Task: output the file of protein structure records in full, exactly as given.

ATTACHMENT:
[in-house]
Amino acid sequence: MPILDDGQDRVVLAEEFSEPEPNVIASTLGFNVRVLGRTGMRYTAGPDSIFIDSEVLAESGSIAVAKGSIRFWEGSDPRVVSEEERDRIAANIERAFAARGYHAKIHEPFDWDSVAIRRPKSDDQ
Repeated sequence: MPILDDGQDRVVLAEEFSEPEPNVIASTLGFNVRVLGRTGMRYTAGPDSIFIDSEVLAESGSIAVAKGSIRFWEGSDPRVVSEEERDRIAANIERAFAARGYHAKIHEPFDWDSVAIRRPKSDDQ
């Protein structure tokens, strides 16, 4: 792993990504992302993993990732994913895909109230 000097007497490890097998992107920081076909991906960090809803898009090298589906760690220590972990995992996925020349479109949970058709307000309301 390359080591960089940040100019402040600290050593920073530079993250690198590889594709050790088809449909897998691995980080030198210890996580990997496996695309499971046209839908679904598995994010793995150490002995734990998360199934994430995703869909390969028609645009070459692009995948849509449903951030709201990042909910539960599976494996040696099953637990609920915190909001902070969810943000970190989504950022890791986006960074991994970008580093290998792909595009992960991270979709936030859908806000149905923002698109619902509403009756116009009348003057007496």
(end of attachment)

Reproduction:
[in-house]
Amino acid sequence: MPILDDGQDRVVLAEEFSEPEPNVIASTLGFNVRVLGRTGMRYTAGPDSIFIDSEVLAESGSIAVAKGSIRFWEGSDPRVVSEEERDRIAANIERAFAARGYHAKIHEPFDWDSVAIRRPKSDDQ
Repeated sequence: MPILDDGQDRVVLAEEFSEPEPNVIASTLGFNVRVLGRTGMRYTAGPDSIFIDSEVLAESGSIAVAKGSIRFWEGSDPRVVSEEERDRIAANIERAFAARGYHAKIHEPFDWDSVAIRRPKSDDQ
């Protein structure tokens, strides 16, 4: 792993990504992302993993990732994913895909109230 000097007497490890097998992107920081076909991906960090809803898009090298589906760690220590972990995992996925020349479109949970058709307000309301 390359080591960089940040100019402040600290050593920073530079993250690198590889594709050790088809449909897998691995980080030198210890996580990997496996695309499971046209839908679904598995994010793995150490002995734990998360199934994430995703869909390969028609645009070459692009995948849509449903951030709201990042909910539960599976494996040696099953637990609920915190909001902070969810943000970190989504950022890791986006960074991994970008580093290998792909595009992960991270979709936030859908806000149905923002698109619902509403009756116009009348003057007496």